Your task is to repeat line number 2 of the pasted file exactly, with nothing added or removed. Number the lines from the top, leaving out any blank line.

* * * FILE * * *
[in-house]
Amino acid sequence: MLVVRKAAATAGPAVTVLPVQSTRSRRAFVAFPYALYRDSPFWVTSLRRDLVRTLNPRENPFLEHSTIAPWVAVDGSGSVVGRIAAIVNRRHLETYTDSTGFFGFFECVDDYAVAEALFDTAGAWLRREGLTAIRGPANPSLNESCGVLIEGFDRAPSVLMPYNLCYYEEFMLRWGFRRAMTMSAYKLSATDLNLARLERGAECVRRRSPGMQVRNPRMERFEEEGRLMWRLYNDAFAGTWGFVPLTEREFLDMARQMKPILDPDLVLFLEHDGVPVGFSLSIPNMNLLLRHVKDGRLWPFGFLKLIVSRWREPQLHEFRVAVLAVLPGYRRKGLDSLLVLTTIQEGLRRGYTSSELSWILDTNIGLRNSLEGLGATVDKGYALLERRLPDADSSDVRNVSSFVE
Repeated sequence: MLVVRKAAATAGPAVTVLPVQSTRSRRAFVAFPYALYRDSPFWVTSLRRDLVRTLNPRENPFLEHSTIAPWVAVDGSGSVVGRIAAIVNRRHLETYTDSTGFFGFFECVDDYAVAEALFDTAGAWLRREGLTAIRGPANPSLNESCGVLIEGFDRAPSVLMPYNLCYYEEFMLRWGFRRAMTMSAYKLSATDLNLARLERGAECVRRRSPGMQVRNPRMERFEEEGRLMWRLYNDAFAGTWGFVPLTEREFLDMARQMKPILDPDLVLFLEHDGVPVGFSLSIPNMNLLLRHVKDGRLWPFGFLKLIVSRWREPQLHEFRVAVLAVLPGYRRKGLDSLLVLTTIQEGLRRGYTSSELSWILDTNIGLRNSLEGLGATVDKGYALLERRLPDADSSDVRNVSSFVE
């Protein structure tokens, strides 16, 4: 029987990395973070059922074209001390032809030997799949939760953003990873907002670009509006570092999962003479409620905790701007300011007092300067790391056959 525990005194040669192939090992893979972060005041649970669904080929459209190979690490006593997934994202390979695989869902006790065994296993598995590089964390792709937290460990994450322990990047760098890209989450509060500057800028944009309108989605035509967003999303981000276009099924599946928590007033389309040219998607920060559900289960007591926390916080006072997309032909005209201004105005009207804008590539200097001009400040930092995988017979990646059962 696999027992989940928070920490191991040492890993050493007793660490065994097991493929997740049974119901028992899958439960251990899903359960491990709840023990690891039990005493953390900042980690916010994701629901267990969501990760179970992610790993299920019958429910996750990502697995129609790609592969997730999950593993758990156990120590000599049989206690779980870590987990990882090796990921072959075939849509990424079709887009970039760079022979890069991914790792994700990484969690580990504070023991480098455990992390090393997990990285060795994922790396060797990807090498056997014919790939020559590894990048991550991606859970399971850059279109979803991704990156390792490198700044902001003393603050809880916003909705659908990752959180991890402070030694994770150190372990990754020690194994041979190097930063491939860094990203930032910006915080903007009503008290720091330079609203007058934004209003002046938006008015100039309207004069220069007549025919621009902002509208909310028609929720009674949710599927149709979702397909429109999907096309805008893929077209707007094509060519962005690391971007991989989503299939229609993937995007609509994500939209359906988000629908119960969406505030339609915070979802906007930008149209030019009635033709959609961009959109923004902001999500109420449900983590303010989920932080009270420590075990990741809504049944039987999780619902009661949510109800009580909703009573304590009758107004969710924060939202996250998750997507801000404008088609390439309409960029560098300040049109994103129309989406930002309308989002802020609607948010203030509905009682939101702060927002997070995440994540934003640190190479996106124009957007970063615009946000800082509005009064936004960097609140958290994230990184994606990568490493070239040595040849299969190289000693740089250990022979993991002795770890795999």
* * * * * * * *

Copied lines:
Amino acid sequence: MLVVRKAAATAGPAVTVLPVQSTRSRRAFVAFPYALYRDSPFWVTSLRRDLVRTLNPRENPFLEHSTIAPWVAVDGSGSVVGRIAAIVNRRHLETYTDSTGFFGFFECVDDYAVAEALFDTAGAWLRREGLTAIRGPANPSLNESCGVLIEGFDRAPSVLMPYNLCYYEEFMLRWGFRRAMTMSAYKLSATDLNLARLERGAECVRRRSPGMQVRNPRMERFEEEGRLMWRLYNDAFAGTWGFVPLTEREFLDMARQMKPILDPDLVLFLEHDGVPVGFSLSIPNMNLLLRHVKDGRLWPFGFLKLIVSRWREPQLHEFRVAVLAVLPGYRRKGLDSLLVLTTIQEGLRRGYTSSELSWILDTNIGLRNSLEGLGATVDKGYALLERRLPDADSSDVRNVSSFVE